I often put it this way: If there is a God, some sort of Divine Being, Mind, Spirit, and all of this is not just some random chance thing, and history has some sort of movement to it, and you have a connection with Whatever—that is awesome. Hard and awesome and creative and challenging and provoking.
And there is this group of people who say that whoever that being is came up among us and took on flesh and blood—Andrew Sullivan talks about this immense occasion the world could not bear. So a church would be this odd blend of swagger—an open tomb, come on—and humility and mystery. The Resurrection accounts are jumbled and don’t really line up with each other—I really relate to that. Yet something momentous has burst forth in the middle of history. You just have to have faith, and you get caught up in something.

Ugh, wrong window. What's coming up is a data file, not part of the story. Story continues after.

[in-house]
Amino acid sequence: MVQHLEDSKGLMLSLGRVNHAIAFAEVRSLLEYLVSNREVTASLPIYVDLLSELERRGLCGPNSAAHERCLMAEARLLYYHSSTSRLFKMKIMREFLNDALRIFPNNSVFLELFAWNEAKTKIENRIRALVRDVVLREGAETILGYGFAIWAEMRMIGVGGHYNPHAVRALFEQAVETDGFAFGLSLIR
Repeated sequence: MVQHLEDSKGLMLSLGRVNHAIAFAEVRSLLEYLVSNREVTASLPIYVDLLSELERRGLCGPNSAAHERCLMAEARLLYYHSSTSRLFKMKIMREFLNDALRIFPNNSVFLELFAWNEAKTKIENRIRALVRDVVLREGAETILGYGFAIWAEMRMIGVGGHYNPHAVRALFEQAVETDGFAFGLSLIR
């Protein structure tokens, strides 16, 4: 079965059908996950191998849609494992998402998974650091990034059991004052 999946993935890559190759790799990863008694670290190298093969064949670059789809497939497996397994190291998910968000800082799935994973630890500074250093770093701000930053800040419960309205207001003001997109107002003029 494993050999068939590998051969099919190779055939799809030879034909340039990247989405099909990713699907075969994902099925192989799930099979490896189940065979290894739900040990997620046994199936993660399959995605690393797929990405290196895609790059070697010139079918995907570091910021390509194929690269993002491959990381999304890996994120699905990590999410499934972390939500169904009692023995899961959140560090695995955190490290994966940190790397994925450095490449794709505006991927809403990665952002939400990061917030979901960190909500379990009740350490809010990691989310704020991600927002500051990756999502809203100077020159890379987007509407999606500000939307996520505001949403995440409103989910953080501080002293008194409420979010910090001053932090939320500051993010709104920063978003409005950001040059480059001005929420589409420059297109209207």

I like to say that I practice militant mysticism. I’m really absolutely sure of some things that I don’t quite know.
How would you present this gospel on Twitter?
I would say that history is headed somewhere. The thousands of little ways in which you are tempted to believe that hope might actually be a legitimate response to the insanity of the world actually can be trusted. And the Christian story is that a tomb is empty, and a movement has actually begun that has been present in a sense all along in creation. And all those times when your cynicism was at odds with an impulse within you that said that this little thing might be about something bigger—those tiny little slivers may in fact be connected to something really, really big.
Not quite down to 140 characters.
Well, you can’t really tweet the gospel. I’m convinced that I am not doing anything new. I am hoping that I’m in a long tradition.
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More information about Rob Bell can be found on the Mars Hill website.
Christianity Today also wrote about Rob Bell in “The Emergent Mystique” and “Theology under Empire.”